Curriculum

PE

Our Vision

PE is vital at Cherry Orchard because in fostering a healthy life for now and forever, we provide a basis for a prosperous future that will allow our pupils to learn life skills and cope with competition, successes and failures in life. PE is essential because we learn about healthy eating and healthy bodies, which helps to improve mental health. We will ensure pupils have a wide access to lessons, Intra and Inter-School Games, competition week, swimming lessons and clubs that are equitable for all. We will provide these experiences inclusively and equitably for those who are the least active. We will provide 2 hours of PE each week in a range of sports and games, provide clubs, Sports Crew, assemblies and sporting visitors as inspiration.  The 5 Big Ideas for PE have been created in consultation with our staff: cooperation, active bodies, fair play, technique and self-reflection.

About P.E. in the National Curriculum

The National Curriculum for P.E. aims to ensure that all pupils should be taught to:

  • Develop competence to excel in a broad range of physical activities
  • Be physically active for sustained periods of time
  • Engage in competitive sports and activities
  • Lead healthy, active lives
  • Swim 25m using a range of strokes and be able to self-save (This year, in order to catch up from the COVID-19 lockdowns, years 5 and 6 will go swimming for one hour each week. Year 5 will swim all year. Year 6 will swim for part of the year and then swap with year 4.)

How do we participate in School Games?

Level 1 - Inter-house Games take place at the end of most half terms and will reflect the prior teaching in both indoor and outdoor P.E. for that half term. Pupils will compete against other pupils in each house.

Level 2 Games take place as arranged by the School Games Coordinator (Jo Nightingale mostly hosted at Hamstead Hall) throughout the year where pupils compete against other pupils in the Handsworth cluster.

Our School Games Outcomes 21-22

Outcome 1: To maintain and grow school engagement in the School Games and their delivery of 60 active minutes

Supporting schools to prioritise the delivery of 60 active minutes as an entitlement for every child to support improvements in their physical, emotional and social wellbeing.

  • Competitions attended

Netball Year 6 – 24 children

Tri-Golf Year 4 – 30 children

Tri-Golf Year 6 – 30 children

  • Commonwealth games for the least active Year 6 (including RB) – 15 children
  • Sports Crew/Changemakers

Now run their own lunchtime clubs for KS1 children

Have delivered at the Year 6 netball competition.

  • Lunch time clubs (LTS)

Our SGO has delivered training to Lunchtime Supervisors to learn how to play games and encourage activity during the 30 minute outdoor lunch break

  • Intra-school games
  • Tennis club on Twitter (Check the newsletters), Barford Tigers
  • After school activities
  • West Bromwich Albion for RB

Barford Tigers hockey club to run a workshop in school to promote their club.

Outcome 2: To create positive experiences by ensuring physical activity and competition provision is designed to reflect the motivation, competence and confidence of young people and has clear intent

Targeting young people who need the intervention most (particularly but not exclusively those from low socio-economic backgrounds, minority ethnic groups, SEND, girls) to improve their physical literacy, social, emotional and physical wellbeing.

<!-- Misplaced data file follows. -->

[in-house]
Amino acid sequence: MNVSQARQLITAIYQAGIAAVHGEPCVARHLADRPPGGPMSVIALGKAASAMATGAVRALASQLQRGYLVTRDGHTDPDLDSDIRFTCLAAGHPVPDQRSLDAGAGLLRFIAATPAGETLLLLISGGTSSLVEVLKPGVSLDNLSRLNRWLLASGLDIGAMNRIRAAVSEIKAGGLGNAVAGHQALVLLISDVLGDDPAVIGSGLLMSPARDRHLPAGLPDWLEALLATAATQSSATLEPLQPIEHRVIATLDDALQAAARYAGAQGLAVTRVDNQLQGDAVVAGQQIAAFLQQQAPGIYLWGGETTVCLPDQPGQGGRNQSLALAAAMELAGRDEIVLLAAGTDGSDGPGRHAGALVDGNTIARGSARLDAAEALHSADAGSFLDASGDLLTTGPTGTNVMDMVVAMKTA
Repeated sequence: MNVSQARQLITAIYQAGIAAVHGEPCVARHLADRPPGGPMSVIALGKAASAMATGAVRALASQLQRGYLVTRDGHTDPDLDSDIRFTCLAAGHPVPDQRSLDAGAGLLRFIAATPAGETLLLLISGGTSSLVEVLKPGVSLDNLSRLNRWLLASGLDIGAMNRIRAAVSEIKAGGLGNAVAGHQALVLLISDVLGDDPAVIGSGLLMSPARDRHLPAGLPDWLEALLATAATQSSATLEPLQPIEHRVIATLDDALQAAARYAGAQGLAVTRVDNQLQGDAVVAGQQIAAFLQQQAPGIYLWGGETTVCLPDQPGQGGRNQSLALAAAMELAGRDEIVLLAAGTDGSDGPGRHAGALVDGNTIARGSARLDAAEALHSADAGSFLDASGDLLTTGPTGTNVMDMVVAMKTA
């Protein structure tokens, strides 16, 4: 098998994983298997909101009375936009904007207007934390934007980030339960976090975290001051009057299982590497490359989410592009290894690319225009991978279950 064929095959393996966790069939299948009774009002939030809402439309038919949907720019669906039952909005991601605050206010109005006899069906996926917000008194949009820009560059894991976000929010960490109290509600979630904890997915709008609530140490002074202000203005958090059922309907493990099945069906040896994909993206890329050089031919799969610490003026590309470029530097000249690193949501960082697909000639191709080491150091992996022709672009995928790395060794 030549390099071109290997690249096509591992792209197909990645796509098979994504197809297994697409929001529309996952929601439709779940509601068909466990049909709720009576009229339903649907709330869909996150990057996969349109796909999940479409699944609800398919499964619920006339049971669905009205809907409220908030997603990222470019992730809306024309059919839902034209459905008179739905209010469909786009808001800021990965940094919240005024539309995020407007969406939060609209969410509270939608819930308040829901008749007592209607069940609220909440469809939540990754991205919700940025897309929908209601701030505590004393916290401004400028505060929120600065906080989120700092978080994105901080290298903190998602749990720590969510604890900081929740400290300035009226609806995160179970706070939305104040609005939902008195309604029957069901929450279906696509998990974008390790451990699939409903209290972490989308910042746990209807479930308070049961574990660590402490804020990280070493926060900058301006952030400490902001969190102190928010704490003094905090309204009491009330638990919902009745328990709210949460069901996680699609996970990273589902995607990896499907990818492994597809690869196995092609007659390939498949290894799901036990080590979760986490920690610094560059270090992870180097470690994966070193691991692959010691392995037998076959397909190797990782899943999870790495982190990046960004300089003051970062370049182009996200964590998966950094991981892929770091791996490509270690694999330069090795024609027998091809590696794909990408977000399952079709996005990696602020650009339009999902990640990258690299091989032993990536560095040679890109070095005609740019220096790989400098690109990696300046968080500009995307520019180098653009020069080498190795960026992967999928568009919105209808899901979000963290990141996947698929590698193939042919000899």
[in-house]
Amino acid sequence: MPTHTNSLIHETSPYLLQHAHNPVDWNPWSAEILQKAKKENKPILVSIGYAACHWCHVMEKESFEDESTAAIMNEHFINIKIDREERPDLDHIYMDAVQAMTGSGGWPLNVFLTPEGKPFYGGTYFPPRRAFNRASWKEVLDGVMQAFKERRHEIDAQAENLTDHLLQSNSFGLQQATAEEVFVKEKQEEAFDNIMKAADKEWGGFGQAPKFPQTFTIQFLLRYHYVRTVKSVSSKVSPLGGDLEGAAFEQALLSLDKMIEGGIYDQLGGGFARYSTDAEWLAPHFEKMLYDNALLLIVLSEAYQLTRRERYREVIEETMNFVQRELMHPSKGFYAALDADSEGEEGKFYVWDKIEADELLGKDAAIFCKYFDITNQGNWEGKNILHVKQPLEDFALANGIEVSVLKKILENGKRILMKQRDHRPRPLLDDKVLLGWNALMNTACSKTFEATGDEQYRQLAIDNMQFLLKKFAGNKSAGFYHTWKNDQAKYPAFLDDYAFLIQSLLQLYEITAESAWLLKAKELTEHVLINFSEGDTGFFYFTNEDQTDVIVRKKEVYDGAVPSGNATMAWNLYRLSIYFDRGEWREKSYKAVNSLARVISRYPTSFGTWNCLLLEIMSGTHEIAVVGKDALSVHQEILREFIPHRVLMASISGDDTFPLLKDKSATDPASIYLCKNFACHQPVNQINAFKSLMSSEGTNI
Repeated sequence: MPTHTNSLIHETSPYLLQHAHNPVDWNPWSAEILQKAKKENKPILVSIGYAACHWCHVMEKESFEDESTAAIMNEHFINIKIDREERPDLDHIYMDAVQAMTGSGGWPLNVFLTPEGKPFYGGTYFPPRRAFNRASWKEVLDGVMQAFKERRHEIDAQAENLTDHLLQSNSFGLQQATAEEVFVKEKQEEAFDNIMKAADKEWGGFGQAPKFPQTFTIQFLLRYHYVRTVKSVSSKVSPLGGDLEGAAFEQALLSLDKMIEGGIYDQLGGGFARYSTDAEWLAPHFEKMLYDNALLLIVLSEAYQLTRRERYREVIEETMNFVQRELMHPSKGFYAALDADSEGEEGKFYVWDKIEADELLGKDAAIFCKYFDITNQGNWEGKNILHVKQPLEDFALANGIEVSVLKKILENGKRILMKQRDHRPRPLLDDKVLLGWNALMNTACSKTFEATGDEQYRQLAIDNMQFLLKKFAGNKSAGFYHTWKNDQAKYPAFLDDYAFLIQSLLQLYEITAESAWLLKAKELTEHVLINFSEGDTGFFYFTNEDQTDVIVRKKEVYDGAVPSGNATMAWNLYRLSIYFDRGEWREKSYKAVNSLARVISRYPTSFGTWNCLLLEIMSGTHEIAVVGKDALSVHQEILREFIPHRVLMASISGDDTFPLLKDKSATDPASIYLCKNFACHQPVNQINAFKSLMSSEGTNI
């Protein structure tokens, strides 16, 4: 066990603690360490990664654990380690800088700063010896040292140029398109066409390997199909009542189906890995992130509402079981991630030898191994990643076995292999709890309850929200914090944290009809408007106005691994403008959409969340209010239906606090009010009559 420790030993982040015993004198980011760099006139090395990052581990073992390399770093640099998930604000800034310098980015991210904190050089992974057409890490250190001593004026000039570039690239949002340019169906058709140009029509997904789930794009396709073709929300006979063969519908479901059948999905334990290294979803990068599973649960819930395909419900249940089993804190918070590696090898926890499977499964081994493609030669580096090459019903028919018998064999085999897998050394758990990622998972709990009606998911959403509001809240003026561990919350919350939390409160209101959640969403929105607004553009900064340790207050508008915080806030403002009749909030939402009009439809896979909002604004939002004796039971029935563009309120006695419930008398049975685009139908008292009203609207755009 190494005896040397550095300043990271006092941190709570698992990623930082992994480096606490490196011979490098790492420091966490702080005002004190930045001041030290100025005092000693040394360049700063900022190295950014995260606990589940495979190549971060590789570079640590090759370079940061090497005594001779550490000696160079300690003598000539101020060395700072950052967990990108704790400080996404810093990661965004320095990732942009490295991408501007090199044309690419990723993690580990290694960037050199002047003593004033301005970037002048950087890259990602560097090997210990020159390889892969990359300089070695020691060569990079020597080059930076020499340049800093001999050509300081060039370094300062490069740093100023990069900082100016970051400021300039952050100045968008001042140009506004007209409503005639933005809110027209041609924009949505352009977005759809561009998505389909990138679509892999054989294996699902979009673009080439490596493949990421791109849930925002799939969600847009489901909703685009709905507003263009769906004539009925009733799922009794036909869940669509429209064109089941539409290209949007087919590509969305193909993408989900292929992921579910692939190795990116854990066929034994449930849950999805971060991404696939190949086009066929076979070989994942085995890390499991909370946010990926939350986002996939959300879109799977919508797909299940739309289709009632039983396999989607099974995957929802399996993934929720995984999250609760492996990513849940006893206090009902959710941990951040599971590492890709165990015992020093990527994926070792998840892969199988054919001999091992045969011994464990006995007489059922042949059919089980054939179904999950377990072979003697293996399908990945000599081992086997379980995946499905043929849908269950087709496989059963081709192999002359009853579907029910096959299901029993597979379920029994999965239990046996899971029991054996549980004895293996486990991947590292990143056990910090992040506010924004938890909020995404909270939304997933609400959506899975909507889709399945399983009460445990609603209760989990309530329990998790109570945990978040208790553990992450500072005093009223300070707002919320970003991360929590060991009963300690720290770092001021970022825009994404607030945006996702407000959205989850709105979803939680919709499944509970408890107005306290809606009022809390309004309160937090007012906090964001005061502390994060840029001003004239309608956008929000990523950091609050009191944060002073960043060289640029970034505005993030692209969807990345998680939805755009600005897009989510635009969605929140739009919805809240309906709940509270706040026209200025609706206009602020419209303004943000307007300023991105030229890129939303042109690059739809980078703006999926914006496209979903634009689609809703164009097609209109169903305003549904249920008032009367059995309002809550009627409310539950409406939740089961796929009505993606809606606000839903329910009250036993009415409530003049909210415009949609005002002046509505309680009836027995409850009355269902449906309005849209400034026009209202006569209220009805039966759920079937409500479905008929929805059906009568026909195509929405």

• What is the “intent” for intra-house games? The intent this year is to get children more active again and becoming more socially active across year groups now that “bubbles” no longer exist.
  • Ask Sports Crew about their feedback on events or even children who compete. Get a video recording of what they liked most about the CWG event, or use Google quiz, post-it feedback
  • Commonwealth games for the least active Year 6 (including RB) – 15 children – removing the barrier of competition to engage children

Children are prepared for School Games activities through preparation in the curriculum e.g. Netball is taught in the curriculum which then leads to intra games and then inter games

Outcome 3: To have a clear focus on secondary schools and transition points (Yr.3 and Yr.7/8)

Continuing to prioritise the engagement and delivery in Secondary Schools but in addition recognising the impact in early Key Stage 2.

  • Making links with additional secondary schools – Handsworth Wood Girls School
  • Barford Tigers hockey club to run a workshop in school to promote their club.

Outcome 4: To create positive experiences that support the character development of young people, capitalising on Birmingham 2022 Commonwealth Games by empowering young people to design, deliver and promote Physical Activity and/or Competition

This includes opportunities across the full breadth of the School Games which incorporates the delivery of high quality, inclusive leadership and volunteering

  • Commonwealth games for the least active Year 6 (including RB) – 15 children – removing the barrier of competition to engage children
  • Use of the BIG Ideas in PE which prepares children for successes and failures but enjoying being active and healthy

Outcome 5: To advocate to key stakeholders how the School Games makes a meaningful difference to the lives of children and young people, including supporting schools to engage and educate parents

Participation in physical activity and competition will impact on young people’s physical, emotional and social wellbeing and influence the likelihood of continued engagement both at school and in the community, creating habits for life.

  • Twitter
  • Newsletters
  • Certificates and badges from games
  • Sports Day with parents
  • Meat-free Monday